Working with an Early Intervention Special Instructor

A Early Intervention Special Instructor (SI) is a teacher who specializes in supporting and understanding the social, emotional and cognitive development of young children. The goal of this therapist is to increase a young child’s learning opportunities to positively impact his growth.

The special instructor works closely with parents and caregivers, so that these experiences can extend throughout a child’s daily routine. Repetition of these opportunities is important in helping young children learn. Occupational, Physical and Speech therapists construct these focused experiences as well, to help your child develop specific skills in each area.

One of the most important parts of a Special Instructors’ role is to collaborate with a child’s most important people: his parents and caregivers. As educators, the primary goal is to meet your individual child’s developmental needs. SI’s want to help students develop age appropriate play skills and meet milestones.

SI’s can best do this by working with a family to think about their routine and figure out where they can include and enhance learning opportunities. All Early Intervention therapists spend time thinking about the people, places, materials and objects that children come in contact with and inform parents about ways to use them to enrich your child’s experiences. Therapists might suggest toys that have a specific value for your child and would help them in developing particular skills. In both their relationship with children and families, Special Instructors are cheerleaders, offering emotional support and development so that everyone feels as good as possible as they are learning and growing.

Special instructors are trained educators, but for young children, this education doesn’t necessarily happen at a table or desk. They strive to offer young children multisensory and interactive experiences that can be repeated during their daily lives. Special Instructors help to modify and organize these interactions, sometimes slowing them down, or isolating a particular movement or sound. In this way, children with developmental delays can process and respond to what is happening around them. Therapists create these experiences for a child, teach them to a parent, and then help both through practice and encouragement.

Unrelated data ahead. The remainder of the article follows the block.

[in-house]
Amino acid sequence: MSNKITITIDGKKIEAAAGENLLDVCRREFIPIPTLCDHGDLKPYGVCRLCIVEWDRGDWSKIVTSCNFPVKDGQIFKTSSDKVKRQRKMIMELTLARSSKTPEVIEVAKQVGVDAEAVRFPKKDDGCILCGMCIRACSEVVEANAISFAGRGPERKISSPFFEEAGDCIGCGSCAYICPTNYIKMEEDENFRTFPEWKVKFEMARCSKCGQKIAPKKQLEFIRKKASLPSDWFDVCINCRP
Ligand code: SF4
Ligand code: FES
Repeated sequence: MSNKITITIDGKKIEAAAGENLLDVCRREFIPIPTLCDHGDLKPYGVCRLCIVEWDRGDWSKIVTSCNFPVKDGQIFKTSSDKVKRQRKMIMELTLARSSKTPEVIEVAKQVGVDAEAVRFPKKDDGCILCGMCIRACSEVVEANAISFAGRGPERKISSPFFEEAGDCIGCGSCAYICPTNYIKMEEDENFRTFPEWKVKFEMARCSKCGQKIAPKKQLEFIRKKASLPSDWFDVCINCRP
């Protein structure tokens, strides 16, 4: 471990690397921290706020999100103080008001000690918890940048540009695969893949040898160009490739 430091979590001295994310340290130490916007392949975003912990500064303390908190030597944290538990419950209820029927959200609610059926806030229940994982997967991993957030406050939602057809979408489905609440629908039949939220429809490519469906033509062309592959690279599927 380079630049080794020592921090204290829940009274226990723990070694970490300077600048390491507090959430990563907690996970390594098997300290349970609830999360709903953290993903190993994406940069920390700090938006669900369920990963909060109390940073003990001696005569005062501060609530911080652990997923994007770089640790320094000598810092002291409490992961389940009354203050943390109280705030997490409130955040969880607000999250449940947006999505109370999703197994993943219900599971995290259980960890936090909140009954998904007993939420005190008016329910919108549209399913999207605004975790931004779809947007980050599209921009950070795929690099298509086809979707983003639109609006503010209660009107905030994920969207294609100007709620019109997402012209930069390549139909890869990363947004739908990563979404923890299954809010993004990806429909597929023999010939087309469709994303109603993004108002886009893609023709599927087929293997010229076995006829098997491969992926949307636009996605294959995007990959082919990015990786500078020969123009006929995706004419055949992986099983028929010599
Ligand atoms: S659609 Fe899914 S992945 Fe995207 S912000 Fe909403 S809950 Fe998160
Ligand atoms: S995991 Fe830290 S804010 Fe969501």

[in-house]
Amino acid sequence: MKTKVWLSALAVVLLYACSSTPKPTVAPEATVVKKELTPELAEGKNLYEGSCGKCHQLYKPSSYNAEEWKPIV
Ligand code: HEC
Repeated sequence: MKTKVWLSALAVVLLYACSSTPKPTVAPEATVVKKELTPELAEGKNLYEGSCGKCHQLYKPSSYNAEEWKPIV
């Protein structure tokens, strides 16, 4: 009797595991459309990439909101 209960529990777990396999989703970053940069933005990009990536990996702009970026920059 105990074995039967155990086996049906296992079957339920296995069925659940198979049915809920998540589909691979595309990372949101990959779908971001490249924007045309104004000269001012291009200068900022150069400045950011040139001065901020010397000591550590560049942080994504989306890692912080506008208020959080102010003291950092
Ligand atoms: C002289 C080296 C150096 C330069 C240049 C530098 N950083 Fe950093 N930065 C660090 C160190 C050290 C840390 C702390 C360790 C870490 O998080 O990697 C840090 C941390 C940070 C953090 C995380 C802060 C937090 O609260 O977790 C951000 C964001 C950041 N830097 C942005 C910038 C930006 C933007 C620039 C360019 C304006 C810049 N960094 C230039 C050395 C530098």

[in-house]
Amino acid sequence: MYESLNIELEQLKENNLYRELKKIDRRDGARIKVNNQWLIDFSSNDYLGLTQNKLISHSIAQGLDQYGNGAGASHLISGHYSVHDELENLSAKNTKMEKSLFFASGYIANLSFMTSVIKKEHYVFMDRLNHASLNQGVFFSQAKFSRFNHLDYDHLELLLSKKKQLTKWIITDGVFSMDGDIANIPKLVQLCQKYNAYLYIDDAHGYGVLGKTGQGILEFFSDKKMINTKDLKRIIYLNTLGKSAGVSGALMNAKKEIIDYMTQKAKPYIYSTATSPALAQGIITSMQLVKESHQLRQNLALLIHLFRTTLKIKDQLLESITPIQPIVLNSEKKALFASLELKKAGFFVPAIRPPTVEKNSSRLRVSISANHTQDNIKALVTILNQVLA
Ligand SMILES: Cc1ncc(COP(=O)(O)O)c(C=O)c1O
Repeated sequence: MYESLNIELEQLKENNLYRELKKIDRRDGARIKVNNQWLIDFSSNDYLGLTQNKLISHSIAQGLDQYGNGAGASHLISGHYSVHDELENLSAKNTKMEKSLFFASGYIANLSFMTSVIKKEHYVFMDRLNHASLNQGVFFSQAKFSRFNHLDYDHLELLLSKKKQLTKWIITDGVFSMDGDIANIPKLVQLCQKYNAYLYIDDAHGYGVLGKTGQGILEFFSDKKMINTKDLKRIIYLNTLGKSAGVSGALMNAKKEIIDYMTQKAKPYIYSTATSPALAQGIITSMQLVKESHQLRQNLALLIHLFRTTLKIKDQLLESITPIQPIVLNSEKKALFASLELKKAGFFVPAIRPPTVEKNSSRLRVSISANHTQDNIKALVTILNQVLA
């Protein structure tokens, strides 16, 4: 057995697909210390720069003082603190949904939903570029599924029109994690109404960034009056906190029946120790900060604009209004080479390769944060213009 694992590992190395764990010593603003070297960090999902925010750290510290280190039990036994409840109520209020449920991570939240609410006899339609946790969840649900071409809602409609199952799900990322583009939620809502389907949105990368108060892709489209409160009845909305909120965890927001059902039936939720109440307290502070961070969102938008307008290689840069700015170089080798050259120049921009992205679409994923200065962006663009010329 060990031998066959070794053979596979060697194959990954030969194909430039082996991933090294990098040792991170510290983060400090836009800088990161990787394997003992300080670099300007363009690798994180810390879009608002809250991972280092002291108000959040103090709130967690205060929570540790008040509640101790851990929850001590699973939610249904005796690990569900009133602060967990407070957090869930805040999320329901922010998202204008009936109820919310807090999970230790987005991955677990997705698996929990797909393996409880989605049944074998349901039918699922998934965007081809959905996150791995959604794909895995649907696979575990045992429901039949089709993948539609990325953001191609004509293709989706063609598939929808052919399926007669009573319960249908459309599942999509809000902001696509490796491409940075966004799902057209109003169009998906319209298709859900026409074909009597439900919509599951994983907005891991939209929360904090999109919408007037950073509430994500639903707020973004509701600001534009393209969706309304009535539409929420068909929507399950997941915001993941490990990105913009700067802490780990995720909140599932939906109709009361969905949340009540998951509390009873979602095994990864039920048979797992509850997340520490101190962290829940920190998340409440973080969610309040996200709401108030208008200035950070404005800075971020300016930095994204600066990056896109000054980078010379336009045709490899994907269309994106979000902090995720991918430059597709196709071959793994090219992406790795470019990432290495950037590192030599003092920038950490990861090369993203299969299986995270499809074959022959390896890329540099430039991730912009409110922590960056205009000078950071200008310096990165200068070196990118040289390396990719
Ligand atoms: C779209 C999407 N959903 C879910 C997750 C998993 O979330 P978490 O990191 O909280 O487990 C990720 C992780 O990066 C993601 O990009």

All therapists in Early Intervention acknowledge the importance of “relationship” in helping support a child’s growth. Therapists must establish a secure connection with a child which builds trust as they are encouraged to take the next steps. Therapists rely on the experts; parents and caregivers, to help them get to know and understand your child, so that they can benefit from each session. Your input and participation in the session is vital. Open communication helps maximize the relationship. If you find that this is difficult with a therapist, or they don’t seem to be a match for your child, you can speak with the individual therapist or with your case coordinator about making a change.

Early intervention can have a considerable effect on your child’s quality of life and development. As your child begins, and continues to, receive services, you might consider looking for a support group with other parents who have children with special needs. Support systems can make a significant, positive impact on parents during this time. Remember that you know your child best. And please rest assured that professionals like me are here to help you, and your child, thrive.

Dana Rosenbloom has a master’s degree in Infant and Parent Development and Early Intervention and has been working with children and families for over 10 years. Dana’s Kids provides parent education, play and behavior therapy, special education services, parent workshops and support groups, and professional development. To learn more about Dana and Dana’s Kids please visit www.DanasKids.com.  You can also follow Dana on Facebook: www.facebook.com/DanasKids1 and Twitter: DJRkids.

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